First, understand that you did not cause your cancer. However, you can improve your health so that cancer cannot grow as easily in your body. We know that certain exposures or lifestyle choices may support cancer growth. Worldwide, an estimated 44.4% of cancer deaths are attributed to risk factors that you may have some control over:1GBD 2019 Cancer Risk Factors Collaborators. The global burden of cancer attributable to risk factors, 2010-19: a systematic analysis for the Global Burden of Disease Study 2019. Lancet. 2022 Aug 20;400(10352):563-591.
- Behavioral factors include use of tobacco or alcohol, poor diet, low physical activity, and more
- Environmental and occupational factors include occupational exposures, air pollution, and other exposures
- Metabolic risk factors include overweight or obesity and high blood sugar
Many of the risk factors associated with cancer are also risk factors for other diseases, such as heart disease, diabetes, stroke, and neurocognitive disease.2The Agency for Toxic Substances and Disease Registry, Office of Environmental Health Hazard Assessment, California Environmental Protection Agency, Western States Pediatric Environmental Health Specialty Unit. A Story of Health E-Book. Accessed from the Collaborative on Health and the Environment September 20, 2021.
Taking control of your health
Your treatment plan may include surgery, radiation, or drugs to treat your cancer. Although these therapies are designed to eliminate most of the cancer cells, they are not designed to keep cancer from returning. Usually some cancer cells survive, and we must count on our own internal anticancer defenses to kill the remaining cells and keep cancer from recurring. We need to meet conventionalthe cancer care offered by conventionally trained physicians and most hospitals; examples are chemotherapy, surgery, and radiotherapy cancer treatment where it leaves off, letting healthy lifestyle practices carry the baton from there.
The power of adopting a healthy lifestyle is in making your body less supportive of cancer and other diseases. Cancer does not occur at random, nor does it grow in isolation. It develops within an environment that is either more or less supportive of cancer, depending on several factors, including our individual body terrains—our internal environments.
How we interact with the environment around us can influence our body terrainthe internal conditions of your body, including nutritional status, fitness, blood sugar balance, hormone balance, inflammation and more—what we eat and drink, what we breathe in, how we respond to stressors, and what we are exposed to, including viruses and bacteria, chemicals, radiation, and sounds.
Some of these factors may be beyond your control, but you may be able to make some changes to make your body a less hospitable place for cancer to thrive going forward. Self care is about identifying those areas you can influence or change, and then finding support for making whatever changes you choose. It is also about doing what nourishes you. What brings you healing, joy and vibrancy.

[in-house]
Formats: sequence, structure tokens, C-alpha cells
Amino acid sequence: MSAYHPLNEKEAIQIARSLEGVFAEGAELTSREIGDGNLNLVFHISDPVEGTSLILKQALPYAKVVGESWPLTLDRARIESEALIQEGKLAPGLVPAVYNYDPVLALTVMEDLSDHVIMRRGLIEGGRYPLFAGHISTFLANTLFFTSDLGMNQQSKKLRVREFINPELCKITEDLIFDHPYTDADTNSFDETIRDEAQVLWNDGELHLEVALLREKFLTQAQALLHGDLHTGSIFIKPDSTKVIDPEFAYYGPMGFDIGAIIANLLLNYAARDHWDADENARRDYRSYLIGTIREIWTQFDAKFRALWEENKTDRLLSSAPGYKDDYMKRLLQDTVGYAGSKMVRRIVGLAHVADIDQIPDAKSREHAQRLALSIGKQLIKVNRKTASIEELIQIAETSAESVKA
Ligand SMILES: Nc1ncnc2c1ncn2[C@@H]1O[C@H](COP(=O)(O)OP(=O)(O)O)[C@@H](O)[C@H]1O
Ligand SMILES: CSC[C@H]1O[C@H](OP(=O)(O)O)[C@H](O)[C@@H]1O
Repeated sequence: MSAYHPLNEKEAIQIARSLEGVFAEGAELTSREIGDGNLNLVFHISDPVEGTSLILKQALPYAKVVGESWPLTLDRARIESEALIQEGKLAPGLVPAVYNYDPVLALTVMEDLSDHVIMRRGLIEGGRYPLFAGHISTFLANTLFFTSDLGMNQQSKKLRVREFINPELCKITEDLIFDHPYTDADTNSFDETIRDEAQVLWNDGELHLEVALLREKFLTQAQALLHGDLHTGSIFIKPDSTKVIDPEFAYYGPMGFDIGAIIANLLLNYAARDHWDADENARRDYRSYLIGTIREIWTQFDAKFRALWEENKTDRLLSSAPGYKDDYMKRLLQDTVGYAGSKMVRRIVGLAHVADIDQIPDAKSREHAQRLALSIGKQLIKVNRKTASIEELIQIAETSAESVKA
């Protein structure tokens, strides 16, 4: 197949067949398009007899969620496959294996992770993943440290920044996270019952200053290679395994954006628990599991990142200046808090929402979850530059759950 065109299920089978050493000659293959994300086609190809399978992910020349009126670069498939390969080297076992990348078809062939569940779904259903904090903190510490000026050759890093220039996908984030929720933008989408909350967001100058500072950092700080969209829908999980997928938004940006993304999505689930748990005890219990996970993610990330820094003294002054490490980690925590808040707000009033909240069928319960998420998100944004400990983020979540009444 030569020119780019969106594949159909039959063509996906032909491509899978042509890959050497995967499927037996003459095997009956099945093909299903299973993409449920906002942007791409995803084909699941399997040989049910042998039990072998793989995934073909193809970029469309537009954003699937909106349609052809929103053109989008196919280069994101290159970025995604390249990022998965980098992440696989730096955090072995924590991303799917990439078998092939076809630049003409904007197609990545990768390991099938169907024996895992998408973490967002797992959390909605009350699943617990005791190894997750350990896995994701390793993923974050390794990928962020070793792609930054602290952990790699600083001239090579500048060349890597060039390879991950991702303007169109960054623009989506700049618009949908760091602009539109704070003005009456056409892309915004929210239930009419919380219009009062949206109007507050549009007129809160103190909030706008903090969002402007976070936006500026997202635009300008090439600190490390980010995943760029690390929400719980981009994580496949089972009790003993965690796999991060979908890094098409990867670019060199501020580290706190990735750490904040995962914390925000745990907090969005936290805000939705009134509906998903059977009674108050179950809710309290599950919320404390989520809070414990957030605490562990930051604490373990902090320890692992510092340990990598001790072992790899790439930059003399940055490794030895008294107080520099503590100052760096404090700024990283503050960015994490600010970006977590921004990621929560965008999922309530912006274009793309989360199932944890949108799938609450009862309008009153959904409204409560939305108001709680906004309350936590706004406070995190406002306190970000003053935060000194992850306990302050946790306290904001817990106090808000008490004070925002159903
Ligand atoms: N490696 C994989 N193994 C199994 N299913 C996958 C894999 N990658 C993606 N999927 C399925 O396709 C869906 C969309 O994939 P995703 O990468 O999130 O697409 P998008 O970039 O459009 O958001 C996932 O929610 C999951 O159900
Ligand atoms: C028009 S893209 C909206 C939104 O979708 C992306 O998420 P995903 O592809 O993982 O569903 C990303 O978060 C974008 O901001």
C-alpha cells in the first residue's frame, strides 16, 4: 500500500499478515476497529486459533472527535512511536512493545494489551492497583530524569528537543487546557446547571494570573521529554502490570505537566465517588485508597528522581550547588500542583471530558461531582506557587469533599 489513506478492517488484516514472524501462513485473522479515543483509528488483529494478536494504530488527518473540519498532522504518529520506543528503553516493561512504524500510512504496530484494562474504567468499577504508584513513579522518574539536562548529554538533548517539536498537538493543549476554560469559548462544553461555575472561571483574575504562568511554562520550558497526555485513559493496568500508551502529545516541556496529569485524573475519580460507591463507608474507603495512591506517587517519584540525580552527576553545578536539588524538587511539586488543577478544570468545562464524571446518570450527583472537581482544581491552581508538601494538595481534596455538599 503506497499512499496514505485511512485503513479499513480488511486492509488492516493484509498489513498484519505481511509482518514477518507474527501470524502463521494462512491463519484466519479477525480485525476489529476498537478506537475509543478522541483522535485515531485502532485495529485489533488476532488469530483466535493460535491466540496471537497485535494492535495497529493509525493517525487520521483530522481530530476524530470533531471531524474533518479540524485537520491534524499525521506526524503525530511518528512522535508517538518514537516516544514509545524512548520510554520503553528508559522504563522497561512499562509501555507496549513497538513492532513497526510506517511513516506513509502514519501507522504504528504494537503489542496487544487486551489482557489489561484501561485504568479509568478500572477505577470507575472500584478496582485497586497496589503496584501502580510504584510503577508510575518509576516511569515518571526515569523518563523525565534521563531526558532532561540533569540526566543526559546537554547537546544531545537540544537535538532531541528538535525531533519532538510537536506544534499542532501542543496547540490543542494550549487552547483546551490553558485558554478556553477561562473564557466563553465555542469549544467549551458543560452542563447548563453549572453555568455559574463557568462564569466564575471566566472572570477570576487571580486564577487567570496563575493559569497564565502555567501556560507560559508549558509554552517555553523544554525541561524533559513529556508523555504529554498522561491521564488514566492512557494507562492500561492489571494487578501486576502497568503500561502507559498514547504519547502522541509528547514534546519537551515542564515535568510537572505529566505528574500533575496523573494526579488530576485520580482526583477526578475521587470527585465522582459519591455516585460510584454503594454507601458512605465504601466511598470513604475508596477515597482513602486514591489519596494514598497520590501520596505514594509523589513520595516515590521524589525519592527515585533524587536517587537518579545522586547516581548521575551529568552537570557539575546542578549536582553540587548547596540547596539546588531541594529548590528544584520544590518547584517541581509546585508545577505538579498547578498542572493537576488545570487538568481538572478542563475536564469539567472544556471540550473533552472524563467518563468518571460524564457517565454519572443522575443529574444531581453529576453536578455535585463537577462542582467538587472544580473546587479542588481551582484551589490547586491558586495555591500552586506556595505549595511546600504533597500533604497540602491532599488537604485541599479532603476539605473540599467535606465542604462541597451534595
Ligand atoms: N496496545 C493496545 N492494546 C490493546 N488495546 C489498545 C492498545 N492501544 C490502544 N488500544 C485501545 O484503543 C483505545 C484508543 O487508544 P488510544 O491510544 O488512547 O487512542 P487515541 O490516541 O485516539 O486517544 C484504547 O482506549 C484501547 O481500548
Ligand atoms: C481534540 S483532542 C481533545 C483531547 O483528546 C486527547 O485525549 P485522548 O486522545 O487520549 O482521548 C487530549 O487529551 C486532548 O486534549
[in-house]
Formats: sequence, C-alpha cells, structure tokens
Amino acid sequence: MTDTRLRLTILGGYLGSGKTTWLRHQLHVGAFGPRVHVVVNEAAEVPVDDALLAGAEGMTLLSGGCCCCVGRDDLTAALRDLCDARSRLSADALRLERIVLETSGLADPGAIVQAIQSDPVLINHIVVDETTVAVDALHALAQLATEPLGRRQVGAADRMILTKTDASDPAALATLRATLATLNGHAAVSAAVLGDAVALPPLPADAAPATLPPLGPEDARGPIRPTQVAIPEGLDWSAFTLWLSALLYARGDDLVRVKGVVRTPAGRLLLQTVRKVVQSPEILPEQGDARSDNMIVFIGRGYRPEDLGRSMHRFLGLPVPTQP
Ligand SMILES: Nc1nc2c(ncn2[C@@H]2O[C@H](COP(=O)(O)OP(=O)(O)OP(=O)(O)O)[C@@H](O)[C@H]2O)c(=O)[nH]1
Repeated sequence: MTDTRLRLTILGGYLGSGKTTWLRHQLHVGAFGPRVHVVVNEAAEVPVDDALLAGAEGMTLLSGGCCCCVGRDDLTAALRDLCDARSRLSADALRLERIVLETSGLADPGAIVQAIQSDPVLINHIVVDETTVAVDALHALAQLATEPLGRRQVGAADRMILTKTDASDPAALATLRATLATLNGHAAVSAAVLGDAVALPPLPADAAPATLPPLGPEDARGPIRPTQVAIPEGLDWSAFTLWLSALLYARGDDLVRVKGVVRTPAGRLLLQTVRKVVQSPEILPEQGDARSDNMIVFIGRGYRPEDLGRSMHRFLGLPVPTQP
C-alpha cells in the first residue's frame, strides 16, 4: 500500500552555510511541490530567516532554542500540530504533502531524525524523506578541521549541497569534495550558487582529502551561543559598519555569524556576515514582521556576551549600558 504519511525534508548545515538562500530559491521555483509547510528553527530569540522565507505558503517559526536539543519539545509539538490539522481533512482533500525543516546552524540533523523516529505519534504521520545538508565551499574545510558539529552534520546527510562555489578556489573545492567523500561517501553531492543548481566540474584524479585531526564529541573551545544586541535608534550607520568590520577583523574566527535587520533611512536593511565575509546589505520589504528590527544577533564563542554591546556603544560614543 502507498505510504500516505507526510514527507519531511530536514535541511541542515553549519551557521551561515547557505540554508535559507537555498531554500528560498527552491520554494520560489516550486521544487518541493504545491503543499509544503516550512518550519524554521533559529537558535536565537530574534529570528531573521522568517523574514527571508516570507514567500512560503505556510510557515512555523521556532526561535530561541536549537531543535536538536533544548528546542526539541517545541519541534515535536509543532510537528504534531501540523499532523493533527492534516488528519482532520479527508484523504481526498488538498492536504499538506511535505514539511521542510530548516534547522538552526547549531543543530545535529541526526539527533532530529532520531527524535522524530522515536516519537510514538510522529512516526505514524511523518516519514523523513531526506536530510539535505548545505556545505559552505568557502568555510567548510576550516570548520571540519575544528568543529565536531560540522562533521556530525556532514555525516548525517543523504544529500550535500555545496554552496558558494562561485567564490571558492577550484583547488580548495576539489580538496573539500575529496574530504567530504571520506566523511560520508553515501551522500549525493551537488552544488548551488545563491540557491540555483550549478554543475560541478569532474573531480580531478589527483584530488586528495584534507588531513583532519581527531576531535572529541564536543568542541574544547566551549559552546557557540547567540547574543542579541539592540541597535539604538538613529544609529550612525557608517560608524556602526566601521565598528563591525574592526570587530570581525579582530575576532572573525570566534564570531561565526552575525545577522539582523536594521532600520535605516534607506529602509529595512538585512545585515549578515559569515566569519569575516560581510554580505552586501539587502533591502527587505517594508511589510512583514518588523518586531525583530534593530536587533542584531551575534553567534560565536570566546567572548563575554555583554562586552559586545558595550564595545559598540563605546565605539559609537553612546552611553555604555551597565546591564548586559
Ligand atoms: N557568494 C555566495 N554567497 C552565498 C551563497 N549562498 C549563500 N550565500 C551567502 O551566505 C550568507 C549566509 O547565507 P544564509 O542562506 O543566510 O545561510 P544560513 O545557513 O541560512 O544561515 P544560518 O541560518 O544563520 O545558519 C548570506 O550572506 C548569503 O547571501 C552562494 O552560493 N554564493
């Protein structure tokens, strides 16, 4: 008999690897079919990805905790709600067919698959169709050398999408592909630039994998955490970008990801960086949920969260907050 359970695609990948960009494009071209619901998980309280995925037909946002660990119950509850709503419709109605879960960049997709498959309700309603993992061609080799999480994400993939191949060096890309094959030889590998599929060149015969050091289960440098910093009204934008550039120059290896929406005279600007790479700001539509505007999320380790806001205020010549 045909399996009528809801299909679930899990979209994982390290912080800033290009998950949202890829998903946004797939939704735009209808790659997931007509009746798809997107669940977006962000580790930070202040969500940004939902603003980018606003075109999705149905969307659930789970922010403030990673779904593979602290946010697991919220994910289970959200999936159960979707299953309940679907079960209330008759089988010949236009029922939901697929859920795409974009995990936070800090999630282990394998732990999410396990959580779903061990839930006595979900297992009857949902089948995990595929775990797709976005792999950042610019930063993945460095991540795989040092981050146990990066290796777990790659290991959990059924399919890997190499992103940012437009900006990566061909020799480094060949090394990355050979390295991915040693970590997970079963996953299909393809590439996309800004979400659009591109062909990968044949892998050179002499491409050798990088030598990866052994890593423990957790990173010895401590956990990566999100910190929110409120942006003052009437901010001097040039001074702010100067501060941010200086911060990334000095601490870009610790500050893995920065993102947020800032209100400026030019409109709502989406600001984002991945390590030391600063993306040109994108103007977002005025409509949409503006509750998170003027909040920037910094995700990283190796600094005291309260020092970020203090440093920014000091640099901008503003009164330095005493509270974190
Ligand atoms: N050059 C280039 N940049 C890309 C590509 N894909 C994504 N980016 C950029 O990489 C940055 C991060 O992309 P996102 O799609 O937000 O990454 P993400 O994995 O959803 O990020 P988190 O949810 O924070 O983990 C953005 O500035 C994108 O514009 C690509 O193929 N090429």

Your choices in self care
Self care in cancer refers to health-promoting lifestyle choices and practices that
- You can implement largely on your own at low or no cost
- Can powerfully enhance the quality of your life
- Can make you a healthier, more resilient person
- Are supported by evidence
These practices are accepted by professionals across the medical spectrum, but they may not be emphasized enough in your conventional care.
Self care in cancer includes the 7 Healing Practices › and healthy lifestyle choices ›. All are grounded in Exploring What Matters Now ›. These are powerful tools to help you care for yourself proactively and to rebuild your health. Self care and complementary carein cancer care, complementary care involves the use of therapies intended to enhance or add to standard conventional treatments; examples include supplements, mind-body approaches such as yoga or psychosocial therapy, and acupuncture can be intertwined, as many complementary therapies can be used to support self care.
Choose practices that appeal to you
We offer a wide array of options for you to consider, similar to an appetizer tray circulating at a party. Do what you are drawn to. We’re here to help you take whatever steps you choose to build your health and resilience.
Offering Guidance without Prescription
Janie Brown, co-founder and executive director of the Callanish Society, and Michael Lerner, co-founder of CancerChoices, discuss the goal to meet people where they are when offering guidance.Play video
Words of guidance
Read some words of inspiration and guidance on self care and the cancer journey from Michael Lerner, CancerChoices co-founder and author of Choices in Healing.